Since the CMC increases with the number of monomeric units present in the structure of the amphiphile, thus, and according to Equation 1, the ΔGM absolute value decreases (become less negative). In the case of ΔHM, it was found that its absolute value decreases in the order tetramer < octamer < hexamer, while in the case of ΔSM, the sequence found was tetramer ≈ hexamer > octamer (see Figure 7). The results show that the higher tendency of the tetramer to micellize has both enthalpic and entropic origin, and their interpretation relies in the conformations adopted by the calixarenes below and above the CMC; since the cone conformation is preferred for the formation of globular aggregates, the tetramer benefits from its preorganization in this conformation. On the other hand, both the hexamer and the octamer experiment a structural reorganization upon aggregation, which had an extra energetic cost (in comparison with the tetramer). In the case of the hexamer, this cost is purely enthalpic and can be explained by considering the enthalpy necessary to disrupt the pseudo-1,2,3-alternate conformation adopted by this calixarene below the CMC. On the other hand, for the octamer, the energetic cost is both enthalpic and entropic. In this case, the enthalpic term is lower than that observed for the hexamer, because this specie is much more flexible, and thus, less enthalpy is required to change it to the cone conformation. However, the advantage of the flexibility in the enthalpy balance is paid in entropy. While both the hexamer and the tetramer present similar entropies of micellization, the octamer presents a decrease of almost 2 kJ·mol−1. This tendency is again compatible with the higher conformational flexibility of the free unimers that lose several degrees of freedom, due to higher organization and loss of flexibility, when the cone conformation is adopted in the aggregates.

It was also interesting to compare the change in heat capacity of micellization (ΔCpM) obtained for the different calixarene-based surfactants. These data can be directly obtained from the variations of the ΔHM with the temperature and can provide information about the extent of hydrophobic area that is dehydrated upon micellization. The lower (more negative) value obtained for the octamer seems to indicate that the alkyl chains are individually hydrated, which is compatible with the high degree of conformational mobility associated with this compound. On the other hand, both the hexamer and the tetramer present higher values, suggesting that the alkyl chain might share the same hydration shell. Conversely, these results are compatible with the existence of intramolecular dispersion interactions between the alkyl chains of these surfactants in their unimeric state (Figure 8).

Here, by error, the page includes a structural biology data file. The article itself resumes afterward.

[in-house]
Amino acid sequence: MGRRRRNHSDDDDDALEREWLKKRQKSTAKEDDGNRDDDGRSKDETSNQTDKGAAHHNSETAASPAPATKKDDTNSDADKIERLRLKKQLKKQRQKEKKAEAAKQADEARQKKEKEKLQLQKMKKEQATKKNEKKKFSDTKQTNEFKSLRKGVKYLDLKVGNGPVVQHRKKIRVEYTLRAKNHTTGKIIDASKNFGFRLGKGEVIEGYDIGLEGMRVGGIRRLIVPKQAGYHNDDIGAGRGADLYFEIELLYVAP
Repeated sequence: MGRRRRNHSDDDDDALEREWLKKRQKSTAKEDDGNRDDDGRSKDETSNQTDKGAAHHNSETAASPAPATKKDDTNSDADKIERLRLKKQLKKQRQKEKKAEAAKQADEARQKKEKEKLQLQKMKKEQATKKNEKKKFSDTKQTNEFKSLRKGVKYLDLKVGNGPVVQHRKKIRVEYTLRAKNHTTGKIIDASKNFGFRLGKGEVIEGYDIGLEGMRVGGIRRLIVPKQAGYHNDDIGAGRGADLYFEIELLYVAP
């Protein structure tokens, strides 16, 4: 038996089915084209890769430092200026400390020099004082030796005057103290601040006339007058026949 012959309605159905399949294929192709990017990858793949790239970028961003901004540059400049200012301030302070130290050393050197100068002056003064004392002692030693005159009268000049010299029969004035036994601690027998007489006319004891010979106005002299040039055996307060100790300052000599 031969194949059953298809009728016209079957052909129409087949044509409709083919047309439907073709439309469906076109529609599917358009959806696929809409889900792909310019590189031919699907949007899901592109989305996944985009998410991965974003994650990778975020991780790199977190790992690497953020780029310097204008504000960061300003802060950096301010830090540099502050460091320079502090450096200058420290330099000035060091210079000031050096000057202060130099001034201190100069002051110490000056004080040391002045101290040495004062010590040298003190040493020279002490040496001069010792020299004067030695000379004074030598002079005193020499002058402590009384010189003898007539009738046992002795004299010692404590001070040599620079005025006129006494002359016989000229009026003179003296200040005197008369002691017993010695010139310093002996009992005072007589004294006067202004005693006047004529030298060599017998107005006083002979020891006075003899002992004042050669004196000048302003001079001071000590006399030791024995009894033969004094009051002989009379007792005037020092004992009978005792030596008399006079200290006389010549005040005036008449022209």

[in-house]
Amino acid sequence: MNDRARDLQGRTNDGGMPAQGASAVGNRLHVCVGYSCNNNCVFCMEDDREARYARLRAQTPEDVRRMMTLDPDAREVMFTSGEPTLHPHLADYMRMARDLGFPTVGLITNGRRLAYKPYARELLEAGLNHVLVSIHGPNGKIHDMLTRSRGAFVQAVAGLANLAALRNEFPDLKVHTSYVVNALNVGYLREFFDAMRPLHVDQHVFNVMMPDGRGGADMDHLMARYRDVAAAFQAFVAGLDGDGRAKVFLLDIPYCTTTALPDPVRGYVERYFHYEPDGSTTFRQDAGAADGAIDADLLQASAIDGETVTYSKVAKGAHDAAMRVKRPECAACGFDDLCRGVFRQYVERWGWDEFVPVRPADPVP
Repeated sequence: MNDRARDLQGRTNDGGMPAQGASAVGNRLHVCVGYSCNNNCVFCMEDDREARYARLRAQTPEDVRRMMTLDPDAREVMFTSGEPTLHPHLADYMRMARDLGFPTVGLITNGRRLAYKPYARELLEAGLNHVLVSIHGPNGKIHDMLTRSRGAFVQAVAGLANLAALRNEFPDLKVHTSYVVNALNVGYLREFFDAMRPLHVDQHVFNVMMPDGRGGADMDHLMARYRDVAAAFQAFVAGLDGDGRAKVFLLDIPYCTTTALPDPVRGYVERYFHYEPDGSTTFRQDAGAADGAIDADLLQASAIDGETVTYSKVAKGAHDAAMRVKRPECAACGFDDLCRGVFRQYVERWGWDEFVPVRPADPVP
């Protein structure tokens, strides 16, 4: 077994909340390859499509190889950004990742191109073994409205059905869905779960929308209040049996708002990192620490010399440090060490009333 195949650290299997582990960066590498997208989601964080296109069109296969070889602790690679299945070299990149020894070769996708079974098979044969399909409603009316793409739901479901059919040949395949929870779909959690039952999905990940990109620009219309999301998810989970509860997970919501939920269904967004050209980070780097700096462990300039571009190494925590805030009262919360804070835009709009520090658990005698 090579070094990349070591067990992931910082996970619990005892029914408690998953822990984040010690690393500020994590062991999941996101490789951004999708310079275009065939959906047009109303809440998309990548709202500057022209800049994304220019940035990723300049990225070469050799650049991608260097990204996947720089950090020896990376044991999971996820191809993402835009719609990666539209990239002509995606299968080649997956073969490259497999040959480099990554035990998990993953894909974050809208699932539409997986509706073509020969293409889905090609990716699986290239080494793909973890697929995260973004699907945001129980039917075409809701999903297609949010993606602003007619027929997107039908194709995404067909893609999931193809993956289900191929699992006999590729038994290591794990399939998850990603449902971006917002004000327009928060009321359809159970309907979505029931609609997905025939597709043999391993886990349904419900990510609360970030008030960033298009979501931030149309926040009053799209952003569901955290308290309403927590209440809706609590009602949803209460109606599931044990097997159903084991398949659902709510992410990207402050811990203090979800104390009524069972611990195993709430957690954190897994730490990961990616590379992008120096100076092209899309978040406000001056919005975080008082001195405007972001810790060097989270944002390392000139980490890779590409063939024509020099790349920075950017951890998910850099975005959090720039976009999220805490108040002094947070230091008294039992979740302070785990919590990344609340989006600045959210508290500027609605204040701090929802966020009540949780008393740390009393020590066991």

Additionally, the ITC data also allowed the direct determination of the aggregation number (N). The results were shown to vary between nine (for 3e at 288 K) and 23 (for 3e at 308–328 K). It must be noted that the N values obtained for 3e are more compatible with that obtained by Shinkai et al. from the solubilization test of orange OT (19) than that determined by light scattering (6) and small-angle X-ray scattering experiments (7) [39,40]. Another interesting feature of these values is that in the case of 3eN seems to vary gradually with the temperature, indicating that structure of the micellar aggregates is temperature-dependent. This is in line with the odd dependence of the CMC with the temperature and deserves to be further studied.

3. p-Sulfonatocalixarene-Based Supramolecular Amphiphiles

Among the various water soluble calixarenes, sulfonatocalixarenes have been more frequently employed in the last few years in building self-assembled nanostructures based on noncovalent interactions (Figure 9). Our group reported for the first time the formation of micelles from the complexation of a single chain surfactant with calixarene derivatives in aqueous solution [65]. In that work, besides the formation of an expected host-guest complex between the alkyltrimethylammonium cation (G1) and the hexamethylated p-sulfonatocalix[6]arene (4a), the onset for the formation of micellar aggregates was observed to occur at concentration 70-fold below the CMC of the pure surfactant, suggesting that the calixarene promotes the formation of micelles. The system was characterized by a wide variety of techniques, including NMR, surface tension and dynamic light scattering. The results indicate that for concentrations below the critical aggregation concentration (CAC), the calixarene 4a forms a discrete 1:1 host-guest complex with G1 that further aggregates into mixed micelles upon increasing the concentration of surfactant G1 (Figure 10). Saturation transfer difference NMR experiments point out that the ion-dipole interactions established between the OMe pendant groups of the host and the NMe3+ group of the surfactant play a significant role in stabilization of supramolecular amphiphile [66].